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News > China

The United States Deploys Aircraft Carriers in the South China Sea

  • Aircraft carrier USS Nimitz, San Diego, U.S., July 31, 2009.

    Aircraft carrier USS Nimitz, San Diego, U.S., July 31, 2009. | Photo: United States Navy

Published 17 July 2020

Washington continues its campaign to block Beijing's claims to sovereignty in the Asian seas.

President Donald Trump’s administration Friday deployed the USS Nimitz and USS Ronald Reagan aircraft carriers to the South China Sea when relations between the United States and China are becoming increasingly strained.


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“Nimitz and Reagan Carrier Strike Groups are operating in the South China Sea, wherever international law allows, to reinforce our commitment to a free and open Indo-Pacific, a rules-based international order, and to our allies and partners in the region,” the Nimitz Commander Rear Admiral Jim Kirk stated.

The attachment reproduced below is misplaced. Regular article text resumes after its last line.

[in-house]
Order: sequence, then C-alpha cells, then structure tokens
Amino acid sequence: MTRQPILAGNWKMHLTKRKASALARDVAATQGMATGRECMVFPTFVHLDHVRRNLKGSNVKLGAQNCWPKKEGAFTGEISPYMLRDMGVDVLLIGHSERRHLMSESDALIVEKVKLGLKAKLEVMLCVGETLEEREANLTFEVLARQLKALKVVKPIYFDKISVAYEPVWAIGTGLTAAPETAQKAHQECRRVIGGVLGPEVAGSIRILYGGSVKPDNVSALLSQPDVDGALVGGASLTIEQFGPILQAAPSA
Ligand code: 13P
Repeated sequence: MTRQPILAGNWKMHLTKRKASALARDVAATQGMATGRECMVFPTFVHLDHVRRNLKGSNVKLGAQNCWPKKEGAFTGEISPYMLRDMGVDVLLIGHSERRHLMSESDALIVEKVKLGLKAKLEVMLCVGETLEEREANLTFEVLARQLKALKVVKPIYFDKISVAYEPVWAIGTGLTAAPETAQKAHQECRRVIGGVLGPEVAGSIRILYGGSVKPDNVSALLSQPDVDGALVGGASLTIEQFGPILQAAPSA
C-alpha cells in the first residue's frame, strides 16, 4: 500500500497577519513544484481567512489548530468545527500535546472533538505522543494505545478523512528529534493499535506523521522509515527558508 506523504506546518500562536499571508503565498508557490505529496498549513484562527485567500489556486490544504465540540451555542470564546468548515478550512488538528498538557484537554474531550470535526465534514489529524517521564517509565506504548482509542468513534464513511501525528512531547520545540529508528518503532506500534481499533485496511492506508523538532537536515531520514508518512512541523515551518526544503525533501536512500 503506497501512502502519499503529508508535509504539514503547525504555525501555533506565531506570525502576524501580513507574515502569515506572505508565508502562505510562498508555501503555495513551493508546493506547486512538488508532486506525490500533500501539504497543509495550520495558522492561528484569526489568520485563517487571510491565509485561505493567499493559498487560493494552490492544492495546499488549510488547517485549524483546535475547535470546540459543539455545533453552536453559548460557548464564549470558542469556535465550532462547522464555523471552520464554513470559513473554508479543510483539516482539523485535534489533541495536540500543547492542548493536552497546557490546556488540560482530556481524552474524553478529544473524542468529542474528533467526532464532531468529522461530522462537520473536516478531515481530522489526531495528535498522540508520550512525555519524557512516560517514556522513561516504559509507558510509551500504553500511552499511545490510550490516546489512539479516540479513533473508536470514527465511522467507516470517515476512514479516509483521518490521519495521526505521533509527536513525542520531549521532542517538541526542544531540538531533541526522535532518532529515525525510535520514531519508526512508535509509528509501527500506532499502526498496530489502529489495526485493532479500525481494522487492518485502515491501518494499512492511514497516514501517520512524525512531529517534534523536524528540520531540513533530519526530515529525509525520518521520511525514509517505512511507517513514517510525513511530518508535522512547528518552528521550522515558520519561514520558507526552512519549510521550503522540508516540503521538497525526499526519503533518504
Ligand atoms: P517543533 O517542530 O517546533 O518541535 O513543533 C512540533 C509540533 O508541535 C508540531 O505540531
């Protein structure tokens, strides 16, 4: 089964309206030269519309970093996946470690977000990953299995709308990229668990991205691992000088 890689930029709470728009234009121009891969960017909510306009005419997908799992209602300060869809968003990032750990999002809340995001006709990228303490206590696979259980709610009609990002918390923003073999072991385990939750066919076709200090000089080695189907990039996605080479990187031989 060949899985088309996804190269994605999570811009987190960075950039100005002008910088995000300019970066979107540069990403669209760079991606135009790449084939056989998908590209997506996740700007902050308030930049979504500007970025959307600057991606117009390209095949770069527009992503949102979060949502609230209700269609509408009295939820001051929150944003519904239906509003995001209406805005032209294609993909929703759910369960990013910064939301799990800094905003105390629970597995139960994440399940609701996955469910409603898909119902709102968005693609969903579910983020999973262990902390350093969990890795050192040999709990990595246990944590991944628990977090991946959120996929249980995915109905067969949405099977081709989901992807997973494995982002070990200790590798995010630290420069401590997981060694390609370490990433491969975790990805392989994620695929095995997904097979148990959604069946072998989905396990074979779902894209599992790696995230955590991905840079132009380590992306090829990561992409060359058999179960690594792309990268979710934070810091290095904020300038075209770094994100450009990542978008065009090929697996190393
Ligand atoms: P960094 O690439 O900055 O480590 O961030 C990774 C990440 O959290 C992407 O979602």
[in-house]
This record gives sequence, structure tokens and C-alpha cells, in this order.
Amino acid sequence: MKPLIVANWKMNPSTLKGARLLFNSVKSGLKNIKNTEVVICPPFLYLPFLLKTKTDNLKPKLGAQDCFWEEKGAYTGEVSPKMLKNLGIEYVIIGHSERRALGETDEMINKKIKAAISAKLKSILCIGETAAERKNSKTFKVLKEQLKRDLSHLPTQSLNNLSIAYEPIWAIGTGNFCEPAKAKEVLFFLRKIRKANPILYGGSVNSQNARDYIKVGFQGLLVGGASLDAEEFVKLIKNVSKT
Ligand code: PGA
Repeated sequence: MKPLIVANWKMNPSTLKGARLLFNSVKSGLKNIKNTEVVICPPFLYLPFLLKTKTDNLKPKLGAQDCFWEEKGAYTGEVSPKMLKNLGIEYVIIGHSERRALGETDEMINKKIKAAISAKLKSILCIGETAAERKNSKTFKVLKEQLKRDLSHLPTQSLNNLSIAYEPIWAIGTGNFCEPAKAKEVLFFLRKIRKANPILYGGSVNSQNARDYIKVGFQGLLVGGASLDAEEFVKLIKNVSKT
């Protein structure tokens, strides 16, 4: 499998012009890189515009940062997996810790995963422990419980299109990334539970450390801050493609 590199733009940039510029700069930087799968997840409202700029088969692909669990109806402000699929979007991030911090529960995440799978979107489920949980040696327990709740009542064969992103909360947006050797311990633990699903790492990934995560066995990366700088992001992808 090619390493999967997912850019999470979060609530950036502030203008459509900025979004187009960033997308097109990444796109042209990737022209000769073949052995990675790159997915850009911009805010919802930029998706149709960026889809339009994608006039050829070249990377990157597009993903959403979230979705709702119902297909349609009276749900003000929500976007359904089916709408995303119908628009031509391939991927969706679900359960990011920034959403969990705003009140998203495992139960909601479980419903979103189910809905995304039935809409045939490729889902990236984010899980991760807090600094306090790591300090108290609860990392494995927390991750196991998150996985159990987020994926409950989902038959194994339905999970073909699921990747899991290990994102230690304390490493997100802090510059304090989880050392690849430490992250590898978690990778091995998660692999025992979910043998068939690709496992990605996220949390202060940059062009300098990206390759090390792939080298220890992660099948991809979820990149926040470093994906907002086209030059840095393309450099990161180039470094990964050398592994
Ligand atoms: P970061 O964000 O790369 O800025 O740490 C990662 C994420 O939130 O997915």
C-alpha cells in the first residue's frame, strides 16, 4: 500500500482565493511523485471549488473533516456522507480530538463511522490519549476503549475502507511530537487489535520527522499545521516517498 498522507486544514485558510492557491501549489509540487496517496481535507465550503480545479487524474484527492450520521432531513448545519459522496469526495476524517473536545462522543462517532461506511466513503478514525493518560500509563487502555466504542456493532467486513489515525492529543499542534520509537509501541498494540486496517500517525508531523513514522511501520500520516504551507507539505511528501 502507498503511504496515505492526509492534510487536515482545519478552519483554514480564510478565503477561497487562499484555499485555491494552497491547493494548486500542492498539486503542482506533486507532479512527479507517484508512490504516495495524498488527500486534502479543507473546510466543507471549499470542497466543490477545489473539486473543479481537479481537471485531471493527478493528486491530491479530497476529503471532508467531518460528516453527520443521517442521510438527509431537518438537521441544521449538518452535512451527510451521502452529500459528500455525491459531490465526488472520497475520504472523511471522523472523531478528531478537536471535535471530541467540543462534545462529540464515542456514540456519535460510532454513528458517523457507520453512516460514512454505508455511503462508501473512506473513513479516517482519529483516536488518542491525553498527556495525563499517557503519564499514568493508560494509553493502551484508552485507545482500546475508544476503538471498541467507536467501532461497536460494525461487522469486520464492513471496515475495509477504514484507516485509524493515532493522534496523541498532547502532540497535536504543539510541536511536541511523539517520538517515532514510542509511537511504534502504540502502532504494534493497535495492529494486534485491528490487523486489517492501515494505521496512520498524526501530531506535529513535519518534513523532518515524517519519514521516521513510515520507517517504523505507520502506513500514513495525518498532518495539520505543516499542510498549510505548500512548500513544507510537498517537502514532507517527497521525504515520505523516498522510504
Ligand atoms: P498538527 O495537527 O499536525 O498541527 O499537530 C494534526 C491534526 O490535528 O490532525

On July 4, the U.S. government also deployed these attack groups to carry out military maneuvers in that area. On that occasion, Washington was also trying to intimidate Beijing, which claims sovereignty in areas of the South China Sea that the Philippines, Vietnam, Malaysia, Taiwan, and Brunei also long for.

The U.S. Navy holds that its aircraft carriers deployment "is not a response" to any specific global or political event, but part of regular maneuvers to develop "tactical interoperability."

On July 13, Secretary of State Mike Pompeo released a statement through which the United States called China's territorial claims in almost the entire sea "unlawful."

"We are making clear: Beijing’s claims to offshore resources across most of the South China Sea are completely unlawful," Pompeo stated.

After an extensive listing of all territorial claims that the United States has unilaterally decided not to accept, the Secretary of State concluded by stressing that his country "stands with our Southeast Asian allies and partners in protecting their sovereign rights to offshore resources."

The U.S. government aims to define who should have the sovereignty of 90 percent of the waters of the South China Sea, a geopolitical zone through which 30 percent of global trade circulates. All this without mentioning that this region also contains large oil and gas fields.

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